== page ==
Here we are again at the beginning of the year, and what an odd beginning it is. We have had some cold snaps, but for the most part we have had an unusually warm winter so far. Just a few weeks ago at Christmas, many were wearing summer clothes. Once you get used to one set of temperatures, another swoops in and changes it all, and our health and that of our animals, goes topsy-turvy. It reminds me a lot of the cattle market and our financial health in recent years.
If you’re in the cattle industry, you know margins are historically tight. Unless you run several hundred head or have “fancy” cattle, more than likely you lose more than you make on your herd year after year. Then 2012 happened. The drought forced several livestock herds to liquidate. Females that should have gone into production were instead sent to slaughter, bringing a significant decrease to production age females. Prices started climbing. In 2013, the average Oklahoma City price for 6-650 weight feeder steers was $158.84 per hundredweight. By the end of 2014, the price had shot up to $255.07 per hundredweight, a 41.7 percent increase.
We cattle farmers began keeping back heifers.
The national herd reversed course and began growing again. Beef production, which fell a dramatic 5.7 percent in 2014 (as opposed to a mere 0.8 percent in 2013), started creeping up. Projected 2016 numbers show a 5.4 percent increase in production, with another 3.6 percent increase for 2017. The increase in production isn’t merely a reflection of carcass weight but also an increase of numbers headed to slaughter. Those heifers we kept back? Their calves are now headed to the feedlots.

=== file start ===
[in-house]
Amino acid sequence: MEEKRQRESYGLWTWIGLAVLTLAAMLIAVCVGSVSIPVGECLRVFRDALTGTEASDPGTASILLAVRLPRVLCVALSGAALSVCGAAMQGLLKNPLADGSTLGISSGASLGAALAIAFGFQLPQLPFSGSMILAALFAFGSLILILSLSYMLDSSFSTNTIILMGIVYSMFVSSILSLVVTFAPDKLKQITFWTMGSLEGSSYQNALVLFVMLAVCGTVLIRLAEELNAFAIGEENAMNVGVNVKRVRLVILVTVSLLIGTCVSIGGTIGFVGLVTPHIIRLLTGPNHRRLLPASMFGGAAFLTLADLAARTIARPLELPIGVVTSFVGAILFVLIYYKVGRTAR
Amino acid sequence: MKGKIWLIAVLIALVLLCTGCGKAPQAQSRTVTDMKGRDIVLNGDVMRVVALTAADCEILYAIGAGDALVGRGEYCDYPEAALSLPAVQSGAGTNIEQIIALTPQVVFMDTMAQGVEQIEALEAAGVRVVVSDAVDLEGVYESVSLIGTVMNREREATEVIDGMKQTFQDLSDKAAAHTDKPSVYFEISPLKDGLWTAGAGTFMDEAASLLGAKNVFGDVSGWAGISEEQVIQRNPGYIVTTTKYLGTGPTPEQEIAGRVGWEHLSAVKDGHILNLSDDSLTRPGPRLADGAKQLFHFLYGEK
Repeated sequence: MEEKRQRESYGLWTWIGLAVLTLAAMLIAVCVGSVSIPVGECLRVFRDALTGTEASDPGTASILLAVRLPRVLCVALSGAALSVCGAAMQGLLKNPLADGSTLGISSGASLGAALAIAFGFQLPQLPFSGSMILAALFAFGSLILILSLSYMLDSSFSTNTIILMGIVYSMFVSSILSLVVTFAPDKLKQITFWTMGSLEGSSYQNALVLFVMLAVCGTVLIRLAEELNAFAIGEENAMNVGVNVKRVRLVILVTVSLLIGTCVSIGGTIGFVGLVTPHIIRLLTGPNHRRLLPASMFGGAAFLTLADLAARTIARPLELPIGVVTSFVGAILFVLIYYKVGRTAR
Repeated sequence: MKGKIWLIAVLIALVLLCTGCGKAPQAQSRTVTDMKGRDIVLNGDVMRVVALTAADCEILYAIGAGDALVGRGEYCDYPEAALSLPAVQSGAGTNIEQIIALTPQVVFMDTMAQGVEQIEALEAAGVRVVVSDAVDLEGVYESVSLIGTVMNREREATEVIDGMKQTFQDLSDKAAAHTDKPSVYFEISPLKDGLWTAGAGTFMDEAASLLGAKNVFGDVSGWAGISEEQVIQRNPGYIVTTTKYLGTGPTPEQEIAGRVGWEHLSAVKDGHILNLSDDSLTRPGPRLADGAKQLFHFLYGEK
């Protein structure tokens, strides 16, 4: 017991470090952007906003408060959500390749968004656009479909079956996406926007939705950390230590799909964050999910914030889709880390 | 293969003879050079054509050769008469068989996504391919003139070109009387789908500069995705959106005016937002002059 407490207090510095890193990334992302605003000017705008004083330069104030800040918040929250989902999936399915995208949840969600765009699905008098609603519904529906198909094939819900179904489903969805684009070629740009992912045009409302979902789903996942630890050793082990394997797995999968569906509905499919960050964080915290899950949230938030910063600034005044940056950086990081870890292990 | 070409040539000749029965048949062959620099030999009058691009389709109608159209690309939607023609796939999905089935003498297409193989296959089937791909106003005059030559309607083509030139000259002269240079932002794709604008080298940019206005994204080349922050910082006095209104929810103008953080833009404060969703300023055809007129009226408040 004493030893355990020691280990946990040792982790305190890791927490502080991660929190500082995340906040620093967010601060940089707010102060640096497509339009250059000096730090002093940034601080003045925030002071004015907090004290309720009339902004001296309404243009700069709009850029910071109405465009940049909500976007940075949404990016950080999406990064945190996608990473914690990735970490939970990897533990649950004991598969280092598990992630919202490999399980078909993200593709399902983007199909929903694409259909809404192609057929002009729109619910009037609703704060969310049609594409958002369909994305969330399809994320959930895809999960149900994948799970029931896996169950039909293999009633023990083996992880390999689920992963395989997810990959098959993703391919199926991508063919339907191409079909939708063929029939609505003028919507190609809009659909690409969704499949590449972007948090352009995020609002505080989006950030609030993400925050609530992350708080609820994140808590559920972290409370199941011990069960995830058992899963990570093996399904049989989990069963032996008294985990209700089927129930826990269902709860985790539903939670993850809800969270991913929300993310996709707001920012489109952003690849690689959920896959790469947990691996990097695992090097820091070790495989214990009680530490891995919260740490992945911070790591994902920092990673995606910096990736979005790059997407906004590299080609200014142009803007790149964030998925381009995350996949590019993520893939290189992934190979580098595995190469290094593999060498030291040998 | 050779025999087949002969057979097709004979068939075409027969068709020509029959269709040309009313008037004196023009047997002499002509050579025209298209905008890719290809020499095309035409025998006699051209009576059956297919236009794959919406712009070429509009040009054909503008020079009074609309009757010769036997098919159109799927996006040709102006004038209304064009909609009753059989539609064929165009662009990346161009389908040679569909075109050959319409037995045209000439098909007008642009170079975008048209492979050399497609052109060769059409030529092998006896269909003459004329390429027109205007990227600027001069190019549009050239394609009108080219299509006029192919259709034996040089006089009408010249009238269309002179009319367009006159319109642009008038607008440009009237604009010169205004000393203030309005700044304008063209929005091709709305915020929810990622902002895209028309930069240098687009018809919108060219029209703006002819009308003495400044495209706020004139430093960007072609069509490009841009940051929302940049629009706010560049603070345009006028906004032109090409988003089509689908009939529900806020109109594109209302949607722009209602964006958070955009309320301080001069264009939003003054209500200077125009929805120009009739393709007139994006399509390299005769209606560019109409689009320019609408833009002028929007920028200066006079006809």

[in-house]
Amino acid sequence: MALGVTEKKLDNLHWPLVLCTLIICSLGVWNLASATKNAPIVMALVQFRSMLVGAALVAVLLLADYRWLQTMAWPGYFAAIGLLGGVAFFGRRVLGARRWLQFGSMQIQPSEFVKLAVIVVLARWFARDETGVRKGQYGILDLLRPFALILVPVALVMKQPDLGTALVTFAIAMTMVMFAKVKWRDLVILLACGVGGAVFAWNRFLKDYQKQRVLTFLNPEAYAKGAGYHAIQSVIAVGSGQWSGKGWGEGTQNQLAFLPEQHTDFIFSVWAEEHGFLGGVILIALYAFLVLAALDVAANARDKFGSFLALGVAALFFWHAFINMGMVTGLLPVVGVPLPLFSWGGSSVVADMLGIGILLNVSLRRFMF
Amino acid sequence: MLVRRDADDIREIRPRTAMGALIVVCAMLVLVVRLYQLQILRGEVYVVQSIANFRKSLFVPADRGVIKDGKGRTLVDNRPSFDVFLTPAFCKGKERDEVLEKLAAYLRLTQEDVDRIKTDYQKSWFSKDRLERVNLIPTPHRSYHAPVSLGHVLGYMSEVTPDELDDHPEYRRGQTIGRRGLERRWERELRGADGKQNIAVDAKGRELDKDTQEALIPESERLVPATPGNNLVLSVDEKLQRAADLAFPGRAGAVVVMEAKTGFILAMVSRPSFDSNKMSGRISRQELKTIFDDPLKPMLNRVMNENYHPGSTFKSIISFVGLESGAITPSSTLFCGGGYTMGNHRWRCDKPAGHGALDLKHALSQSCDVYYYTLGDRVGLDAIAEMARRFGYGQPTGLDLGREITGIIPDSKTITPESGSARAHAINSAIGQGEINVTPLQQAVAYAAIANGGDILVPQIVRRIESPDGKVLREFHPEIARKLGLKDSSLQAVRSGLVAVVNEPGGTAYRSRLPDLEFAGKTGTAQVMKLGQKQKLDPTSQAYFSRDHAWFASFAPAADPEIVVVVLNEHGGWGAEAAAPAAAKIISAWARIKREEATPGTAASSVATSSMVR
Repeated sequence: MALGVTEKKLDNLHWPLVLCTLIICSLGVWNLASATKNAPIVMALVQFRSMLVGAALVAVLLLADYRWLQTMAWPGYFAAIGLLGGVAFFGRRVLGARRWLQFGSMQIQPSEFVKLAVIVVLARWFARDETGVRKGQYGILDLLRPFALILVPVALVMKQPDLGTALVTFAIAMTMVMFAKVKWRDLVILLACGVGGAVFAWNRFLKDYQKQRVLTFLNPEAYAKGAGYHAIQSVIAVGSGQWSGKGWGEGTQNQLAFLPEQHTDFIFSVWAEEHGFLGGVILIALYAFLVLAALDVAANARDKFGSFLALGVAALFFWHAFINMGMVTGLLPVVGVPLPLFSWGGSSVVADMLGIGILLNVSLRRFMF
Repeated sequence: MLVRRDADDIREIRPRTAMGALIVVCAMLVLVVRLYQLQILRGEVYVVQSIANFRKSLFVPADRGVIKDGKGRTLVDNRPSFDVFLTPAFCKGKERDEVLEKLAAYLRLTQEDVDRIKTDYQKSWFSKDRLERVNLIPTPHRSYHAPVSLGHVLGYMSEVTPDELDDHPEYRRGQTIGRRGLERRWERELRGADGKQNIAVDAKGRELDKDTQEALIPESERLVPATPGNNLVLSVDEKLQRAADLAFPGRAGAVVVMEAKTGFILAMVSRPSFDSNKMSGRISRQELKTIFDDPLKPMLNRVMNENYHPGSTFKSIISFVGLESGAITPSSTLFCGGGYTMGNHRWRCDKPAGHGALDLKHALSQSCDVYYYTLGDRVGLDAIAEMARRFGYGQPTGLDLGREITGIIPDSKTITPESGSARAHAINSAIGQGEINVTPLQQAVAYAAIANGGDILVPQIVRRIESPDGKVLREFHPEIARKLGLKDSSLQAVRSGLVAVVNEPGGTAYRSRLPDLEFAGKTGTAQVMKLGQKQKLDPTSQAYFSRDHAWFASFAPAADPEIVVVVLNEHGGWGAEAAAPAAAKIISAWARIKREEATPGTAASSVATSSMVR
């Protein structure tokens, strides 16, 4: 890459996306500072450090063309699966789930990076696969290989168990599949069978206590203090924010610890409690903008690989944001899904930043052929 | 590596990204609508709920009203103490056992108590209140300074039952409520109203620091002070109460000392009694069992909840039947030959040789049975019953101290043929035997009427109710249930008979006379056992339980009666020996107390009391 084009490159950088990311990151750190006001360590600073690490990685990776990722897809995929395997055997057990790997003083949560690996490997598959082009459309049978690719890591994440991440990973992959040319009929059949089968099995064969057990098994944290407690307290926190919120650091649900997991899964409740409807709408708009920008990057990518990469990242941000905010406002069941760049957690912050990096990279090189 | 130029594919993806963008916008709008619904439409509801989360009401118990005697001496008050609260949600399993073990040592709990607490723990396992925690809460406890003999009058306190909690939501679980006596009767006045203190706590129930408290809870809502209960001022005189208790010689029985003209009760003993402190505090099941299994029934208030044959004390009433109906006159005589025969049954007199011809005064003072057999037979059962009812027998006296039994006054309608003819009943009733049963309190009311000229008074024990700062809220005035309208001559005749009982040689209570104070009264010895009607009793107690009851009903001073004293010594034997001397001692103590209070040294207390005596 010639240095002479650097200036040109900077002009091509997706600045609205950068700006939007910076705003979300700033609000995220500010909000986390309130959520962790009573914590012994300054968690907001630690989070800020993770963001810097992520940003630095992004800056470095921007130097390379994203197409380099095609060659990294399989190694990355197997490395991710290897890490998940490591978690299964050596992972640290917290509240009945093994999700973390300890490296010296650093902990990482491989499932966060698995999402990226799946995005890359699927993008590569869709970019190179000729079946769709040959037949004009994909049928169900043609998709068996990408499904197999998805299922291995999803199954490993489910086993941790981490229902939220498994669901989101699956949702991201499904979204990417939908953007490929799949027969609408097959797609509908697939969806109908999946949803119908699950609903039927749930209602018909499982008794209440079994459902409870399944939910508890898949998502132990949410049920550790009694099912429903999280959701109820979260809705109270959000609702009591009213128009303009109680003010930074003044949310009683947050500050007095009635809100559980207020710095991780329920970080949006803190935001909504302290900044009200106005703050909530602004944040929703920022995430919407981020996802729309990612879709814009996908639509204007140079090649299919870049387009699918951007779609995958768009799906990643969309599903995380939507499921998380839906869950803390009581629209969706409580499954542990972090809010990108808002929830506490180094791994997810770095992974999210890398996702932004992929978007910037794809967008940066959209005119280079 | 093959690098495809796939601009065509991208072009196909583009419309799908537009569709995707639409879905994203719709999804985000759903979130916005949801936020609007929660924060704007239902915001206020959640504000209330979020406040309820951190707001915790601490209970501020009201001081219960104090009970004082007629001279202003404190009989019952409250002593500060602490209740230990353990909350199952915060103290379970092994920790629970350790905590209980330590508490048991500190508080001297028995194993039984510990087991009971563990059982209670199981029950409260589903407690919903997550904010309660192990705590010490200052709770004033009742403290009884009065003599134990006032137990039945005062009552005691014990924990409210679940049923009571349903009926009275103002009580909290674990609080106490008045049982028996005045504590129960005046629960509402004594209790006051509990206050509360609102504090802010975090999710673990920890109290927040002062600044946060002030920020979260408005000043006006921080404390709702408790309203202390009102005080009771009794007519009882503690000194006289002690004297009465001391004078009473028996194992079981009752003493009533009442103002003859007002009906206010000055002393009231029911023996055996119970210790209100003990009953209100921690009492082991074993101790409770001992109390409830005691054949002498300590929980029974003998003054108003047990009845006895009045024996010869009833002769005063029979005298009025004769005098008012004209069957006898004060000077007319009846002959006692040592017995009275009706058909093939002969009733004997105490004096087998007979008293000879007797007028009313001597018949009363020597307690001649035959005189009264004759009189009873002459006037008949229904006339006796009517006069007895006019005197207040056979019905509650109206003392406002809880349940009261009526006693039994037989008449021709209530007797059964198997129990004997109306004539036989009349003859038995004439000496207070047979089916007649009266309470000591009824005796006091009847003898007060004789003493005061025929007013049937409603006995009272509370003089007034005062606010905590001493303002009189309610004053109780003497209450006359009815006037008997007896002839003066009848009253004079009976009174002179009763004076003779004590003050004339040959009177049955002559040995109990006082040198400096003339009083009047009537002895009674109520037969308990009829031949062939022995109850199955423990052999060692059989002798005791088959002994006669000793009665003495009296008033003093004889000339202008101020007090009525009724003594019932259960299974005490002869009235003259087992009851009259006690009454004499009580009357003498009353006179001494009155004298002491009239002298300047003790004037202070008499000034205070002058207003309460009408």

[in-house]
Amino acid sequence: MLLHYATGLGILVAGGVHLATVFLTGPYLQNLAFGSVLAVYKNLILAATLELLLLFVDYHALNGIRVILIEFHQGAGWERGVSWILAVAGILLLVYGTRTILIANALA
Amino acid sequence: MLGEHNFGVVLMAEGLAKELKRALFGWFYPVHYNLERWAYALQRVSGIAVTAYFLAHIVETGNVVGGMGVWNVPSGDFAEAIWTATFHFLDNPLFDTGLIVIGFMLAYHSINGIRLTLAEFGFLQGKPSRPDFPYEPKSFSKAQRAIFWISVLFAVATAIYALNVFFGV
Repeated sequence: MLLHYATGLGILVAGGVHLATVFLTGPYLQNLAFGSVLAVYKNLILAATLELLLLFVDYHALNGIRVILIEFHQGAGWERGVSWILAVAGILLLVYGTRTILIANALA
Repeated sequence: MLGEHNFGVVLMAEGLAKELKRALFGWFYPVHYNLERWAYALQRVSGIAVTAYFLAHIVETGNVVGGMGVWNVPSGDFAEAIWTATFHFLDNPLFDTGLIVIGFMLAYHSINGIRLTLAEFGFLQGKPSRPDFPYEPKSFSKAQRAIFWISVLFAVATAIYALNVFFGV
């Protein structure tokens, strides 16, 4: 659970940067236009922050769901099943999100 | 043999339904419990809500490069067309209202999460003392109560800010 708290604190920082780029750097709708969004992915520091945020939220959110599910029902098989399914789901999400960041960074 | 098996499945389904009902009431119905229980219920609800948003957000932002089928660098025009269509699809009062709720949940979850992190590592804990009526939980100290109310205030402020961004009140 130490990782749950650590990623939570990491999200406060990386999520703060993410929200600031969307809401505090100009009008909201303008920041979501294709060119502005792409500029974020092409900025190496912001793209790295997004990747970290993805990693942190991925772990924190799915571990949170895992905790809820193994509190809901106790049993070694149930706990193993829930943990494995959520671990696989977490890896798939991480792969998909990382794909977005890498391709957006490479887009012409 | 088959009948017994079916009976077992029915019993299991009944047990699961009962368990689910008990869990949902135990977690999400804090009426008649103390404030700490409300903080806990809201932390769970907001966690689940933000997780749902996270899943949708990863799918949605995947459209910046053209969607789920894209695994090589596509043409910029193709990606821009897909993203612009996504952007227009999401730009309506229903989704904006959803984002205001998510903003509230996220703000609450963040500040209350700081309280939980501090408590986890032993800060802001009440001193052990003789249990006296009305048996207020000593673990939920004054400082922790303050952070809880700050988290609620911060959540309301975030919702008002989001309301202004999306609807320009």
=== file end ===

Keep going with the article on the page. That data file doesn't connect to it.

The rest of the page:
Basic economics teaches us that supply and demand are inextricably linked with prices. When supply goes down, prices go up, and vice versa. When we saw beef production decrease in 2014 as a result of the 2012 herd liquidation, we also saw prices rise. We began holding back heifers, increasing beef production by 2016 when we saw an almost 32 percent decrease in Oklahoma City feeder steer prices. It takes about two years for a calf to go from one end of the cycle to the other, and the supply and prices have reflected that cycle. We were watching the interaction of biology and economics in our industry playout before our very eyes.
In 2014-2015, analysts thought we might have reached a new plateau in cattle pricing. Economics revealed we were simply watching supply and demand at work. Today’s prices, while discouraging after recent years, are now back in line with the historical trend. Analysts now predict limited price increases in the next few years due to our production increase, but they also expect the market to stay close to the historical trend line.
So is it a good or bad time to be in the cattle industry? It depends on if you’re a glass half full or half empty person. Or you can choose the philosophy that the glass just needs to be filled. We’ve weathered times like this before and we will again. We’ve chosen a lifestyle, not just a job, and most of us wouldn’t trade it for the world.

Jessica Allan is an agricultural lender at Hometown Bank in Neosho, Mo. A resident of Jasper County, she also is involved in raising cattle on her family’s farm in Newton County and is an active alumni of the Crowder College Aggie Club.


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